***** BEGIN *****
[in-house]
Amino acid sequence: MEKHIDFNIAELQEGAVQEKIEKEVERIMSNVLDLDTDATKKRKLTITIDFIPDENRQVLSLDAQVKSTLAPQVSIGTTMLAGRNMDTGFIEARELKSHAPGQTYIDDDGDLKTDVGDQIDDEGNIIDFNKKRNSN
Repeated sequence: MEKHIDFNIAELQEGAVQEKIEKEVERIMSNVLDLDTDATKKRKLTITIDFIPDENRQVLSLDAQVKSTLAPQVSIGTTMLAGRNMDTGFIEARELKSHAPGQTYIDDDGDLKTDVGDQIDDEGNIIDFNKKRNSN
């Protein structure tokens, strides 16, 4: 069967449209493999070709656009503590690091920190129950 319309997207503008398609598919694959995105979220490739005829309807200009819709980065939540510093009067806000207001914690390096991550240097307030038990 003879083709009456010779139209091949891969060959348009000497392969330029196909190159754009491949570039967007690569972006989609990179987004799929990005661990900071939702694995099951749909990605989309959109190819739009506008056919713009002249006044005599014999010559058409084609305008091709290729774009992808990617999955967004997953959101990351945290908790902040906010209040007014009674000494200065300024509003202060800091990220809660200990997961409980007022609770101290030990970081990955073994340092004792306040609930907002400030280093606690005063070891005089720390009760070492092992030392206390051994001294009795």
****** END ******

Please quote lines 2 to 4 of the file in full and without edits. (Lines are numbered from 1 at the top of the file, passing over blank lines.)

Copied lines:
Amino acid sequence: MEKHIDFNIAELQEGAVQEKIEKEVERIMSNVLDLDTDATKKRKLTITIDFIPDENRQVLSLDAQVKSTLAPQVSIGTTMLAGRNMDTGFIEARELKSHAPGQTYIDDDGDLKTDVGDQIDDEGNIIDFNKKRNSN
Repeated sequence: MEKHIDFNIAELQEGAVQEKIEKEVERIMSNVLDLDTDATKKRKLTITIDFIPDENRQVLSLDAQVKSTLAPQVSIGTTMLAGRNMDTGFIEARELKSHAPGQTYIDDDGDLKTDVGDQIDDEGNIIDFNKKRNSN
């Protein structure tokens, strides 16, 4: 069967449209493999070709656009503590690091920190129950 319309997207503008398609598919694959995105979220490739005829309807200009819709980065939540510093009067806000207001914690390096991550240097307030038990 003879083709009456010779139209091949891969060959348009000497392969330029196909190159754009491949570039967007690569972006989609990179987004799929990005661990900071939702694995099951749909990605989309959109190819739009506008056919713009002249006044005599014999010559058409084609305008091709290729774009992808990617999955967004997953959101990351945290908790902040906010209040007014009674000494200065300024509003202060800091990220809660200990997961409980007022609770101290030990970081990955073994340092004792306040609930907002400030280093606690005063070891005089720390009760070492092992030392206390051994001294009795």